In a consensus report released Wednesday, Oct. 23, the National Academy of Medicine makes recommendations for system-level change needed to improve the professional well-being of clinicians, students and trainees across health care.
Clinician burnout has been identified as a major problem in the U.S., affecting 35%–54% of nurses and physicians, and 45%–60% of medical students and residents. Some research suggests that these numbers are reflected in all areas of health care (oral, pharmacy, etc.). Along with burnout comes a corresponding threat to organizations' abilities to provide high-quality patient care.
Lotte Dyrbye, M.D., co-director of Mayo Clinic's Program on Physician Well-Being, was on the committee that developed the report and presented its findings to Congress and the nation. Dr. Dyrbye also is a general internal medicine physician and professor of medical education and medicine, Mayo Clinic College of Medicine and Science, at Mayo Clinic in Rochester, Minnesota.
Burnout in health care professionals threatens quality and safety of patient care, as well as access to care. To reach our common goal of improved patient outcomes at a reduced cost, we need a health care professional workforce that is thriving. Getting there will require system solutions that address workload, work complexity, administrative tasks, practice efficiency and other factors. Health care professionals expect and want to work hard, but need to do so in environments that are sustainable.
Lotte Dyrbye, M.D., co-director of Mayo Clinic's Program on Physician Well-Being
Mayo Clinic has invested in the Program on Physician Well-Being since 2007. Clinic leaders realized that for patients to receive excellent care from compassionate, collaborative and competent physicians, strategies were needed to reduce burnout and mitigate it when it occurs, notes Dr. Dyrbye.
The Mayo Clinic program, which she co-directs with Colin West, M.D., Ph.D., also a general internal medicine physician at Mayo Clinic in Rochester, conducts and promotes innovative research focused on physician well-being. Research led by their team has established that physician burnout threatens the quality of patient care, patient satisfaction, access to care and physicians' lives. Dr. West is professor of biostatistics and medical education, and medicine, Mayo Clinic College of Medicine and Science.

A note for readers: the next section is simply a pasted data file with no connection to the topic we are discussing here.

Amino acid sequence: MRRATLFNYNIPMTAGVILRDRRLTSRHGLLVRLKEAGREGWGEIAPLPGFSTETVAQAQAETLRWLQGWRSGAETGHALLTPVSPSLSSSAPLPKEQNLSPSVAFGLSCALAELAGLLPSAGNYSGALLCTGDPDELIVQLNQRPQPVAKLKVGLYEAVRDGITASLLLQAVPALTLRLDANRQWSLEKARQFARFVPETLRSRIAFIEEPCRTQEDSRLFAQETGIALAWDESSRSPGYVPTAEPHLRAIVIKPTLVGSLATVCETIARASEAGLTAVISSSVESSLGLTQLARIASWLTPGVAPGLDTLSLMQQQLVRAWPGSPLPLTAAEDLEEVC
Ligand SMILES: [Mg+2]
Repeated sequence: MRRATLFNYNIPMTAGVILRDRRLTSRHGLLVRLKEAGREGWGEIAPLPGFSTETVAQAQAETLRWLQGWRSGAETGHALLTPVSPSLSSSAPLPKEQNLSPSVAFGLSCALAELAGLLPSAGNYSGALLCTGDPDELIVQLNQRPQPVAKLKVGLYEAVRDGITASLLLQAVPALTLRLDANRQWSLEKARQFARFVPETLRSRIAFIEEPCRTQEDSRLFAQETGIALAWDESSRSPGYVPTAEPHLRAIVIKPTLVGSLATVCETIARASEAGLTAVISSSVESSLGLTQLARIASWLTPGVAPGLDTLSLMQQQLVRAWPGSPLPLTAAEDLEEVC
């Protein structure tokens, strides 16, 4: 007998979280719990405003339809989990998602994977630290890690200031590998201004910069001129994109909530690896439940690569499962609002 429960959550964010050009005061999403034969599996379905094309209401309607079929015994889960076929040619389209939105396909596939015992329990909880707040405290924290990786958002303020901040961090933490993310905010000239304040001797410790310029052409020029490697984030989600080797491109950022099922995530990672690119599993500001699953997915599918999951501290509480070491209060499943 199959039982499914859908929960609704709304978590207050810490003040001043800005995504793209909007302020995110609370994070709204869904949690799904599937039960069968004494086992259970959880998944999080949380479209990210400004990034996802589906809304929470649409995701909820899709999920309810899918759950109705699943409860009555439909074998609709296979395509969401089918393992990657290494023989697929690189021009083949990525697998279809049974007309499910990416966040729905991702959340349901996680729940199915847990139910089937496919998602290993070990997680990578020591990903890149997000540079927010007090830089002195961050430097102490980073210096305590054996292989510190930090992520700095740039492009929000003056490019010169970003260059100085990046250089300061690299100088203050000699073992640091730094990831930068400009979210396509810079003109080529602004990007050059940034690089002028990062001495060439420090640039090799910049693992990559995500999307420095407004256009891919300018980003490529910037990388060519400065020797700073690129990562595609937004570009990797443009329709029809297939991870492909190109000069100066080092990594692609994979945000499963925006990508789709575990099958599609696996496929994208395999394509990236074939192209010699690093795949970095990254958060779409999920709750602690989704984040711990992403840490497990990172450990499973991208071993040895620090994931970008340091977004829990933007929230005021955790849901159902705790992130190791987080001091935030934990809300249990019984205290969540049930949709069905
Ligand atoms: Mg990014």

"I was pleased to be able to represent Mayo Clinic and our work as a member of the National Academy of Medicine committee that wrote the consensus study," she says. "Physician burnout, and indeed that of all health care providers, is of growing concern in our country and around the world."
The new report, "Taking Action Against Clinician Burnout: A Systems Approach to Professional Well-Being," advances these goals, stating, "Taking action to mitigate burnout requires a bold vision for redesigning clinical systems -; one which focuses on the activities that patients find important to their care, and which enables and empowers clinicians to provide high-quality care."
This consensus study contains current information on the prevalence and consequence of clinician burnout -; a problem across all clinical disciplines. Burnout has personal and professional consequences for the individual, and negative effects for health care organizations and society as a whole.
The report calls attention to the factors that contribute to clinical burnout, and offers evidence and principles for well-being systems and interventions. It discusses the effects of laws, regulations, standards and societal norms, as well as implications of emerging technology.
Finally, it offers recommendations for future research and mitigating currently understood burnout contributors.
"My fellow panel members and I hope that this report leads to meaningful system-level change that effectively addresses the underlying factors driving the high prevalence of burnout in today's health care professionals," says Dr. Dyrbye. "Burnout is the result of chronic workplace stress. Solutions lie within the work environment."